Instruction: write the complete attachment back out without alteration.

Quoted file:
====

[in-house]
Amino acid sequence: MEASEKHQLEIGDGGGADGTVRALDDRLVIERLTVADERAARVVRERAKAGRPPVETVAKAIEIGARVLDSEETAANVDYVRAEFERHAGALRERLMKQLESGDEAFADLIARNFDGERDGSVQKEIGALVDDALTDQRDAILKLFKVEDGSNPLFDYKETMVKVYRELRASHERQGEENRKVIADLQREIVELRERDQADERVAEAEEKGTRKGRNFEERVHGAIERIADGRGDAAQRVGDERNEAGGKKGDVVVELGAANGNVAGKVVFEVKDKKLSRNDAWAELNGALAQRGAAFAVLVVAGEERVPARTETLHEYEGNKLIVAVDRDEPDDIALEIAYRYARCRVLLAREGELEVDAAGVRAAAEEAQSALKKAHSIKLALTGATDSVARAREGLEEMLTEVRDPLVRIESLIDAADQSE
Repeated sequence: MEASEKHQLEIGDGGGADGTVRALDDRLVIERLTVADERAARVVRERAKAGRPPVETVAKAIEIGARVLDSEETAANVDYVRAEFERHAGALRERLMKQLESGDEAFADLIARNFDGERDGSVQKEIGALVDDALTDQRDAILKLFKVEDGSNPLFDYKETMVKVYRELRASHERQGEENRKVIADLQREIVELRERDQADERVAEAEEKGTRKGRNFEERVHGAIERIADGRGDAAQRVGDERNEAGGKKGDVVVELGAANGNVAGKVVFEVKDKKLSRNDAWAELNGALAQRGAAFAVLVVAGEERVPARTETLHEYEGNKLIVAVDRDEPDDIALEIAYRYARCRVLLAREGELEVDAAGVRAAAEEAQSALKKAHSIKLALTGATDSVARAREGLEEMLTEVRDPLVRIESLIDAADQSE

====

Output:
[in-house]
Amino acid sequence: MEASEKHQLEIGDGGGADGTVRALDDRLVIERLTVADERAARVVRERAKAGRPPVETVAKAIEIGARVLDSEETAANVDYVRAEFERHAGALRERLMKQLESGDEAFADLIARNFDGERDGSVQKEIGALVDDALTDQRDAILKLFKVEDGSNPLFDYKETMVKVYRELRASHERQGEENRKVIADLQREIVELRERDQADERVAEAEEKGTRKGRNFEERVHGAIERIADGRGDAAQRVGDERNEAGGKKGDVVVELGAANGNVAGKVVFEVKDKKLSRNDAWAELNGALAQRGAAFAVLVVAGEERVPARTETLHEYEGNKLIVAVDRDEPDDIALEIAYRYARCRVLLAREGELEVDAAGVRAAAEEAQSALKKAHSIKLALTGATDSVARAREGLEEMLTEVRDPLVRIESLIDAADQSE
Repeated sequence: MEASEKHQLEIGDGGGADGTVRALDDRLVIERLTVADERAARVVRERAKAGRPPVETVAKAIEIGARVLDSEETAANVDYVRAEFERHAGALRERLMKQLESGDEAFADLIARNFDGERDGSVQKEIGALVDDALTDQRDAILKLFKVEDGSNPLFDYKETMVKVYRELRASHERQGEENRKVIADLQREIVELRERDQADERVAEAEEKGTRKGRNFEERVHGAIERIADGRGDAAQRVGDERNEAGGKKGDVVVELGAANGNVAGKVVFEVKDKKLSRNDAWAELNGALAQRGAAFAVLVVAGEERVPARTETLHEYEGNKLIVAVDRDEPDDIALEIAYRYARCRVLLAREGELEVDAAGVRAAAEEAQSALKKAHSIKLALTGATDSVARAREGLEEMLTEVRDPLVRIESLIDAADQSE